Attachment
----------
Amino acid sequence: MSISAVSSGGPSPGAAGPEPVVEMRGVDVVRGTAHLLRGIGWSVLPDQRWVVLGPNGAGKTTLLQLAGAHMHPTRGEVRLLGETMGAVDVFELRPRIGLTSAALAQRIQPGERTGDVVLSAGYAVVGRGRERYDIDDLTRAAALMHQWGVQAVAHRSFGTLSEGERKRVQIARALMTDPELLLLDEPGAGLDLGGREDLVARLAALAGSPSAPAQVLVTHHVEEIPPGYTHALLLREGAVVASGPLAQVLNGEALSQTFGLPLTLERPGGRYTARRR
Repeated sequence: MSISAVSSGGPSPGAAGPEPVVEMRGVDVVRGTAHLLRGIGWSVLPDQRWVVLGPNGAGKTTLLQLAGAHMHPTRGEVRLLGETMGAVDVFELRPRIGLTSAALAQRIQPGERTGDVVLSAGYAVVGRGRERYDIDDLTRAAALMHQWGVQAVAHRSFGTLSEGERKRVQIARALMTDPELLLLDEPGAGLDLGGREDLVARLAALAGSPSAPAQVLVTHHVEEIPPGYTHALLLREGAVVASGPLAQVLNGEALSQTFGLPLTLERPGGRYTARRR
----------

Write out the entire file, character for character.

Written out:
Amino acid sequence: MSISAVSSGGPSPGAAGPEPVVEMRGVDVVRGTAHLLRGIGWSVLPDQRWVVLGPNGAGKTTLLQLAGAHMHPTRGEVRLLGETMGAVDVFELRPRIGLTSAALAQRIQPGERTGDVVLSAGYAVVGRGRERYDIDDLTRAAALMHQWGVQAVAHRSFGTLSEGERKRVQIARALMTDPELLLLDEPGAGLDLGGREDLVARLAALAGSPSAPAQVLVTHHVEEIPPGYTHALLLREGAVVASGPLAQVLNGEALSQTFGLPLTLERPGGRYTARRR
Repeated sequence: MSISAVSSGGPSPGAAGPEPVVEMRGVDVVRGTAHLLRGIGWSVLPDQRWVVLGPNGAGKTTLLQLAGAHMHPTRGEVRLLGETMGAVDVFELRPRIGLTSAALAQRIQPGERTGDVVLSAGYAVVGRGRERYDIDDLTRAAALMHQWGVQAVAHRSFGTLSEGERKRVQIARALMTDPELLLLDEPGAGLDLGGREDLVARLAALAGSPSAPAQVLVTHHVEEIPPGYTHALLLREGAVVASGPLAQVLNGEALSQTFGLPLTLERPGGRYTARRR